Egypt’s parliament referred journalist Ibrahim Eissa to prosecution on Tuesday, as several MPs and the speaker of the house also came under fire from the country’s main state-owned media institution for attacks on journalists that criticize the state.
“Journalists who do not respect this parliament will be beaten with an old shoe,” MP Mortada Mansour threatened during a parliamentary session on Tuesday to discuss critical articles recently published by the privately owned Al-Maqal newspaper and the state-owned Al-Ahram newspaper.
A majority of MPs voted in the same session to refer Ibrahim Eissa, chief editor of the privately owned Al-Maqal newspaper to the prosecutor general, claiming that he deliberately sought to tarnish the image of Egypt’s parliament.
Eissa was pushed to resign from his TV talk show in January following complaints from MPs, including parliamentary speaker Ali Abdel Aal, that he made negative and illegal comments about parliament.
Abdel Aal launched a scathing attack on Monday against the state-owned Al-Ahram Foundation and its board of directors, calling them “infantile polemics,” and commenting, “There is a newspaper that is criticizing us, namely Al-Ahram, which the state funds, yet which cannot manage to generate profits, despite its ownership of several companies and a printing press. Unfortunately it is plagued with an administration that does not operate according to economic standards, while it distorts the truth.”
Al-Ahram issued statements in response on Tuesday and Wednesday in defense of its institutions and press freedoms in Egypt. Its Editor-in-Chief, Mohamed Abdel Hady Allam, published an opinion article on Wednesday, “The dignity of Al-Ahram and parliament,” writing, “It seems that the concept of the relationship between the media and state authorities has become clouded and confused among some state officials. There are some who consider national newspapers should be subject to those in power.”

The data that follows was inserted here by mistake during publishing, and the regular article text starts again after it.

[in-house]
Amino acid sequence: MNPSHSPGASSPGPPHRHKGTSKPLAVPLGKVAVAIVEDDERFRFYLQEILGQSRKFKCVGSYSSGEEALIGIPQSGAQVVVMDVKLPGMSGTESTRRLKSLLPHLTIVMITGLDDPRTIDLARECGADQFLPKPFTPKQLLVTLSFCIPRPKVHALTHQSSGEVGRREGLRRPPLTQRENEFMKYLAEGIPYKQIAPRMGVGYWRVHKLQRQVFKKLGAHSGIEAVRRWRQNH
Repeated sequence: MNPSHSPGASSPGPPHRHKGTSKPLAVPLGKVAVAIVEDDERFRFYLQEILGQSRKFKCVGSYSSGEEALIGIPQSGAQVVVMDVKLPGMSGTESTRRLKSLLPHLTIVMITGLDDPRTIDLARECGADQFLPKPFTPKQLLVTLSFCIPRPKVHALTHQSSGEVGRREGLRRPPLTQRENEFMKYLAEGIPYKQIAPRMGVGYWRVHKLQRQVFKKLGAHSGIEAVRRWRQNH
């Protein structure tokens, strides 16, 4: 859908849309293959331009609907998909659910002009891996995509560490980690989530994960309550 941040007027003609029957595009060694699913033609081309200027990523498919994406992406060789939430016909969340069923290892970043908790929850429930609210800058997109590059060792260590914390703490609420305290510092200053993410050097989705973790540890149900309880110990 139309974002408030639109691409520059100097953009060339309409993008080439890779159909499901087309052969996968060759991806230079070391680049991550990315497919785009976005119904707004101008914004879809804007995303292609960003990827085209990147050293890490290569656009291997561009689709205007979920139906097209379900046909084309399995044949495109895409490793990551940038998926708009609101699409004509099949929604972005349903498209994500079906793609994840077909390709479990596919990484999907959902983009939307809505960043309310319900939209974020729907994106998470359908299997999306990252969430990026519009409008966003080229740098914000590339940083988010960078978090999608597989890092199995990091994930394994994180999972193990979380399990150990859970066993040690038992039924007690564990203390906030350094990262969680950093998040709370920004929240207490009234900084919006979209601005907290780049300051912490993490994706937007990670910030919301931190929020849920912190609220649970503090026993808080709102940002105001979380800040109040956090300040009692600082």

Allam argued that Egypt’s media is in the public domain and should serve its citizens, rather than being a tool for the nation’s executive powers. On Tuesday, the newspaper hit back at Abdel Aal’s claims it is losing revenue and saying, “The Egyptian people fund all state institutions, including the House of Representatives.”
On his personal Facebook account Monday, Naggar said Al-Ahram is the media giant of the Arab world, and is bigger than those who seek to slander it. He stressed the role of independent media should be to monitor and critique state officials and to expose truth.
Chief editor of Al-Ahram, Hesham Younis, called Abdel Aal an “angry elephant in a glass shop” on his personal Facebook account, stressing that he derives his authority from the public and can therefore be held accountable for what he says.
In September 2016, Al-Ahram Al-Araby magazine published an article questioning Abdel Aal’s ability to speak fluent Arabic, highlighting 165 linguistic errors during his speech to mark 150 years of Egypt’s parliament.
Abdel Aal handed the floor on Tuesday to staunchly pro-military MP Mostafa Bakry, chief editor of Al-Osbou’ newspaper, who called for the referral of Naggar and Eissa to the prosecutor general. Bakry argued that Eissa should be prosecuted for alleging parliament is being manipulated by the National Security Agency, constituting an attack on a state institution.
In response to Eissa’s referral to the prosecution, Al-Maqal sarcastically awarded parliament its own Oscar for “best children’s cartoon” as the 89th Academy Awards were taking place in the US.
Member of the Journalists Syndicate board Khaled al-Balshy told Mada Masr Abdel Aal’s comments about Al-Ahram are “disgraceful” and show a clear disdain for a seasoned publication like the 140-year-old newspaper.
Abdel Aal should take a moment to ask himself where the budget for his armored cars comes from, and should remember that it is the taxpayer that funds them, Balshy said, adding that he should also focus more on things like laws that protect the poor.